04/08/2019 | News release | Distributed by Public on 04/08/2019 12:55
The University of New Hampshire is set to receive a multi-million-dollar nuclear magnetic resonance (NMR) spectrometer, which will significantly enhance the university's research capabilities and establish a regional NMR facility in northern New England. The state-of-the-art instrument looks like a 1500-gallon water tank on steroids, but the nondescript exterior belies an impressive apparatus capable of spurring significant advances impacting human health.
The new high-field 700 MHz NMR spectrometer will benefit at least 18 interdisciplinary research groups at UNH and support research programs at 14 other colleges and universities throughout New Hampshire, Maine and Vermont - a region that has been historically underrepresented in federal funding for research. Scientists at other institutions across the country will also be able to access the instrument through remote login.
NMR spectroscopy uses technology similar to magnetic resonance imaging (MRI). While MRI is most often used in the medical field, NMR spectroscopy is widely used to understand the structure and motion of molecules and analyze complex chemical and biological systems. The knowledge gained inspires innovations in the applied fields of biotechnology chemistry, medicine, and drug discovery -including how to produce more effective drugs and drugs with fewer side effects.
'UNH researchers and the regional scientific community will gain a competitive edge and develop nationally and internationally recognized research programs with the addition of this 700 MHz NMR,' says Krisztina Varga, assistant professor in the department of molecular, cellular and biomedical sciences. 'And their research will now be conducted on campus, thus significantly enhancing advanced training opportunities for doctoral and master's degree students, postdoctoral researchers, and undergraduates, who will develop skills in modern instrumentation to advance their career aspirations and professional development in the workforce.'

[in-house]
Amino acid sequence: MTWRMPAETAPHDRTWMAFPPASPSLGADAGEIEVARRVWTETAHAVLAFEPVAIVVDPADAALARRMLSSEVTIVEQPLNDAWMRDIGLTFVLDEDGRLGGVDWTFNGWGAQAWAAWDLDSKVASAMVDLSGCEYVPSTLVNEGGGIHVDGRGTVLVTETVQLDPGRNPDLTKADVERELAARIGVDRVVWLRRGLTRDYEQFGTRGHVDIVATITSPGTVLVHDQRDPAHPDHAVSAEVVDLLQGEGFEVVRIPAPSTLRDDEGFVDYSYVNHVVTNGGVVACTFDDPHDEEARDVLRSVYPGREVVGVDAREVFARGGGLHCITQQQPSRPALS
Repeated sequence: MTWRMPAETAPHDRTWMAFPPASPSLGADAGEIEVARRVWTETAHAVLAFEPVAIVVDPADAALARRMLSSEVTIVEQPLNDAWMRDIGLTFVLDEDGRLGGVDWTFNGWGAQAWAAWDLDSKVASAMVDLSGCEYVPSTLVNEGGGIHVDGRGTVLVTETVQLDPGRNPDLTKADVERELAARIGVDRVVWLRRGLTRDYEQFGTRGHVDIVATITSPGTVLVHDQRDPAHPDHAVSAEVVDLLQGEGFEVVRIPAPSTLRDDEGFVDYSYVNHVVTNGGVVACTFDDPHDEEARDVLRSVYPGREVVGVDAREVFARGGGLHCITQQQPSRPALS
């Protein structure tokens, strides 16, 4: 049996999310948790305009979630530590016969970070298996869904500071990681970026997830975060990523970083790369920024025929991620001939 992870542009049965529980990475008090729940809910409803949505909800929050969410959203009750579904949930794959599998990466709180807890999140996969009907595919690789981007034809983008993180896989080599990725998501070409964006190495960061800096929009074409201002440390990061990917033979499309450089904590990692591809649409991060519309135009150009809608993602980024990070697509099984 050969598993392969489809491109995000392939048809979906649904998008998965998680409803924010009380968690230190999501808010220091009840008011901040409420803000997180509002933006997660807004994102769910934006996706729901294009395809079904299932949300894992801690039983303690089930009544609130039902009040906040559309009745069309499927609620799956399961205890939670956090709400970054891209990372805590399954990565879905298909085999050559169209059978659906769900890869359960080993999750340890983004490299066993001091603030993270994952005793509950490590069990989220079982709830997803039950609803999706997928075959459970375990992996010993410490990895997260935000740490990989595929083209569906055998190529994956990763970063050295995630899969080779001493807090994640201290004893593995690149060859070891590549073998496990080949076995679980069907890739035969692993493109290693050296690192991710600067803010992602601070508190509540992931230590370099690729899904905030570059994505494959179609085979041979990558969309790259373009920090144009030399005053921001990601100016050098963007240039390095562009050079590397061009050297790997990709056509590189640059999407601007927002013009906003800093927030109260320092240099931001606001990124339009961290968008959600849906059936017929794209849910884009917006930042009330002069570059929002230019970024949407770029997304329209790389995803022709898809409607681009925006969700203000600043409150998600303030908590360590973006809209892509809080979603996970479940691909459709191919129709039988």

The instrument, which is expected to arrive in July 2019 and be operational in early fall, is funded by a $1.6 million grant from the Major Research Instrumentation Program of the National Science Foundation, with the university contributing an additional $700,000 dollars in matching funds. Varga is the principal investigator (PI) for the grant, and she is joined by co-PIs Rick Cote, professor of biochemistry, Jeffrey Halpern, assistant professor of chemical engineering, Samuel Pazicni, associate professor of chemistry, and assistant professor of chemical engineering.
Patricia Wilkinson, analytical instrumentation scientist at the University Instrumentation Center, will provide user training on the instruments. She, along with Varga, will lead training workshops for graduate and undergraduate students.
Graduate students currently involved in computational analyses of model NMR datasets will now be able to translate these skills into first-hand acquisition and analyses of self-collected NMR data, and undergraduate students enrolled in courses such as Computational Molecular Bioengineering (BENG 755) will benefit from a visit to see the spectrometer and learn about its capabilities.
'We are all very excited for the acquisition of the new NMR spectrometer,' says Halpern, assistant professor of chemical engineering. 'I look forward to getting graduate and undergraduate students involved with using this new instrument in support of current laboratory projects. Students will gain a competitive edge in bioanalytical work because of the high sensitivity and versatility of this equipment.'
In addition to the new spectrometer, UNH's existing 500 MHz NMR spectrometer will undergo a major upgrade funded by the university and an NIH COBRE: Center of Integrated Biomedical and Bioengineering Research (CIBBR) grant through an Institutional Development Award (IDeA) from the National Institute of General Medical Sciences.
An open house at the University Instrumentation Center will be announced in early fall to formally unveil the new spectrometer.